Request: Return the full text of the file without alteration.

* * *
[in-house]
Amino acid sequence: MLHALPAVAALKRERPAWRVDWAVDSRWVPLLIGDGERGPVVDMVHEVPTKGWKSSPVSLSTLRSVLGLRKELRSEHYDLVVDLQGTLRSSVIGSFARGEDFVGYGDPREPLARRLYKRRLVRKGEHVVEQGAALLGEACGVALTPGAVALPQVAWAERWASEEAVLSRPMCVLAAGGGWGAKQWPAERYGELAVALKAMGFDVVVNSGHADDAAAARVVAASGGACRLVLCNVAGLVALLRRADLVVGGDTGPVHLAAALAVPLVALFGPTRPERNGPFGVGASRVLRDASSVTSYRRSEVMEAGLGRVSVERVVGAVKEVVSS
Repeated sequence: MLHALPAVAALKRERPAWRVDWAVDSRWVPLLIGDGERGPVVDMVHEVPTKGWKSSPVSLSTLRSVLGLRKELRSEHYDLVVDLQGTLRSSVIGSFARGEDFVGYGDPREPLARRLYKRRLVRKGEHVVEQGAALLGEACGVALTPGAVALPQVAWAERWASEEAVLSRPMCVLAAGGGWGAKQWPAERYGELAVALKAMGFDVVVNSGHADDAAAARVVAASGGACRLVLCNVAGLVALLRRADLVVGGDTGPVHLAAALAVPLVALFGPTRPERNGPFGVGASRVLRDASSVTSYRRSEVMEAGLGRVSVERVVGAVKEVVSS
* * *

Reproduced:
[in-house]
Amino acid sequence: MLHALPAVAALKRERPAWRVDWAVDSRWVPLLIGDGERGPVVDMVHEVPTKGWKSSPVSLSTLRSVLGLRKELRSEHYDLVVDLQGTLRSSVIGSFARGEDFVGYGDPREPLARRLYKRRLVRKGEHVVEQGAALLGEACGVALTPGAVALPQVAWAERWASEEAVLSRPMCVLAAGGGWGAKQWPAERYGELAVALKAMGFDVVVNSGHADDAAAARVVAASGGACRLVLCNVAGLVALLRRADLVVGGDTGPVHLAAALAVPLVALFGPTRPERNGPFGVGASRVLRDASSVTSYRRSEVMEAGLGRVSVERVVGAVKEVVSS
Repeated sequence: MLHALPAVAALKRERPAWRVDWAVDSRWVPLLIGDGERGPVVDMVHEVPTKGWKSSPVSLSTLRSVLGLRKELRSEHYDLVVDLQGTLRSSVIGSFARGEDFVGYGDPREPLARRLYKRRLVRKGEHVVEQGAALLGEACGVALTPGAVALPQVAWAERWASEEAVLSRPMCVLAAGGGWGAKQWPAERYGELAVALKAMGFDVVVNSGHADDAAAARVVAASGGACRLVLCNVAGLVALLRRADLVVGGDTGPVHLAAALAVPLVALFGPTRPERNGPFGVGASRVLRDASSVTSYRRSEVMEAGLGRVSVERVVGAVKEVVSS